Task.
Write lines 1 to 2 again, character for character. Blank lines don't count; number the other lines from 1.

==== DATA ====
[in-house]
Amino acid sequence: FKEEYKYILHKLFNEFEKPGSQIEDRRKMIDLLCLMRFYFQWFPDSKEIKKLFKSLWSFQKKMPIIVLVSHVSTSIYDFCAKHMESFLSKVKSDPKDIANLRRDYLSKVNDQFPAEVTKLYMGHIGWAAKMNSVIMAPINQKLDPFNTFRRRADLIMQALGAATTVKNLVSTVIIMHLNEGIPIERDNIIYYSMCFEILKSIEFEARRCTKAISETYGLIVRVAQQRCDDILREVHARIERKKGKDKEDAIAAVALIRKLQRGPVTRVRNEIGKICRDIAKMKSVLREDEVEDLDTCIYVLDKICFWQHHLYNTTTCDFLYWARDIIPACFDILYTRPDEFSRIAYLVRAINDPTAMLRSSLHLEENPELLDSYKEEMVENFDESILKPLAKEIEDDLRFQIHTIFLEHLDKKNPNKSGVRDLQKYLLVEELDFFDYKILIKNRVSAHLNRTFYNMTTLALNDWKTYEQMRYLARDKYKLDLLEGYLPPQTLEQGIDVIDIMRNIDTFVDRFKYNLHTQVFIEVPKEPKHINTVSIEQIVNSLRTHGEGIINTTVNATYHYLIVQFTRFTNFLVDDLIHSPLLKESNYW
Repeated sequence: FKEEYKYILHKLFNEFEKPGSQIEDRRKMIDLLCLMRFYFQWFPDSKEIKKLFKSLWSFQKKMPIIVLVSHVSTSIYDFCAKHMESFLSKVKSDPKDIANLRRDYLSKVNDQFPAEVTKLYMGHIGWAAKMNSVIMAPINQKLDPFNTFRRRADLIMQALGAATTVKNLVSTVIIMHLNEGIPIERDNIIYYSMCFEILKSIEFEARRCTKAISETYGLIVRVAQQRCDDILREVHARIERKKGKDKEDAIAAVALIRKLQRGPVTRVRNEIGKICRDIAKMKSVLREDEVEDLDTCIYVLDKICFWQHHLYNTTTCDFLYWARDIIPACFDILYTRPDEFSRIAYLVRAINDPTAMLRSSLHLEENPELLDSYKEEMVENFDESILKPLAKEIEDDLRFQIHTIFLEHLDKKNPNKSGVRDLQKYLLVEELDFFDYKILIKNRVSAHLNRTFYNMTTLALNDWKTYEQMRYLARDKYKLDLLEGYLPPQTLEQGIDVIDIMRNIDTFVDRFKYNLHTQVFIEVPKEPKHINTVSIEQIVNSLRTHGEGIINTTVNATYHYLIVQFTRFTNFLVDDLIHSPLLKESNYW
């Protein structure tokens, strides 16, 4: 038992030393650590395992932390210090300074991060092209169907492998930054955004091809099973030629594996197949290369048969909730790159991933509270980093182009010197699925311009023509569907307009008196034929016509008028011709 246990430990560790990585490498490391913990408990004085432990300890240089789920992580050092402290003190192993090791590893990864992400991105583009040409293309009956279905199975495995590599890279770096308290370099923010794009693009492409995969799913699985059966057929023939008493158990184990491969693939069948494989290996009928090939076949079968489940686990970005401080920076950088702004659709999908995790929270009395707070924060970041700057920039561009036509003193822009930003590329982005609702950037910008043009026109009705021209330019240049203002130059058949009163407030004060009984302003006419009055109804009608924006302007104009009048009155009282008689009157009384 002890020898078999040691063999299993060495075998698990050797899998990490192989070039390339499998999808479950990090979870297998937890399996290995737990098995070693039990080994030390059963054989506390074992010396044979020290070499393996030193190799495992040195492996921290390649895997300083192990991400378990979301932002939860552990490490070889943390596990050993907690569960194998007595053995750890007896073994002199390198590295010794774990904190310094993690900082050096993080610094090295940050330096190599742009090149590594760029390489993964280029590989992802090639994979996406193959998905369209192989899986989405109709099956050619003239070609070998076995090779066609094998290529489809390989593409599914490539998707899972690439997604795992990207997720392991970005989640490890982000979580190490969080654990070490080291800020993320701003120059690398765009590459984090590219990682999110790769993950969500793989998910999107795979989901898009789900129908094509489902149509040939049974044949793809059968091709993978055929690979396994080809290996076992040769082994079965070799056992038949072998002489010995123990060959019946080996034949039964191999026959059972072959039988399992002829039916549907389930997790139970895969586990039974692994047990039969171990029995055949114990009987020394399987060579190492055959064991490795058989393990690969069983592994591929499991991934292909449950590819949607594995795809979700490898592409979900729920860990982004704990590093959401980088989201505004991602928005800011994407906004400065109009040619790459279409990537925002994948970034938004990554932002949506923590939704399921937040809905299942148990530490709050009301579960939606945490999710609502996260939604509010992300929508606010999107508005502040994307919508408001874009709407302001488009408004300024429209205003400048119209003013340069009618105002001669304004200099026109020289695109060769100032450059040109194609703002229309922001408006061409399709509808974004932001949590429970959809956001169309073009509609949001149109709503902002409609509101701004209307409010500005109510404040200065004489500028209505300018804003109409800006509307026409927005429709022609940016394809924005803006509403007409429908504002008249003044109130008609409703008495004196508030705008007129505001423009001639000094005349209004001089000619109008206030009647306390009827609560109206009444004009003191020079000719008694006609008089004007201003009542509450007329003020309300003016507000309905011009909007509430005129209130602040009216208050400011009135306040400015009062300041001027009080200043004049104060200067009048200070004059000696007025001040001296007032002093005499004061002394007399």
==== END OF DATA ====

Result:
[in-house]
Amino acid sequence: FKEEYKYILHKLFNEFEKPGSQIEDRRKMIDLLCLMRFYFQWFPDSKEIKKLFKSLWSFQKKMPIIVLVSHVSTSIYDFCAKHMESFLSKVKSDPKDIANLRRDYLSKVNDQFPAEVTKLYMGHIGWAAKMNSVIMAPINQKLDPFNTFRRRADLIMQALGAATTVKNLVSTVIIMHLNEGIPIERDNIIYYSMCFEILKSIEFEARRCTKAISETYGLIVRVAQQRCDDILREVHARIERKKGKDKEDAIAAVALIRKLQRGPVTRVRNEIGKICRDIAKMKSVLREDEVEDLDTCIYVLDKICFWQHHLYNTTTCDFLYWARDIIPACFDILYTRPDEFSRIAYLVRAINDPTAMLRSSLHLEENPELLDSYKEEMVENFDESILKPLAKEIEDDLRFQIHTIFLEHLDKKNPNKSGVRDLQKYLLVEELDFFDYKILIKNRVSAHLNRTFYNMTTLALNDWKTYEQMRYLARDKYKLDLLEGYLPPQTLEQGIDVIDIMRNIDTFVDRFKYNLHTQVFIEVPKEPKHINTVSIEQIVNSLRTHGEGIINTTVNATYHYLIVQFTRFTNFLVDDLIHSPLLKESNYW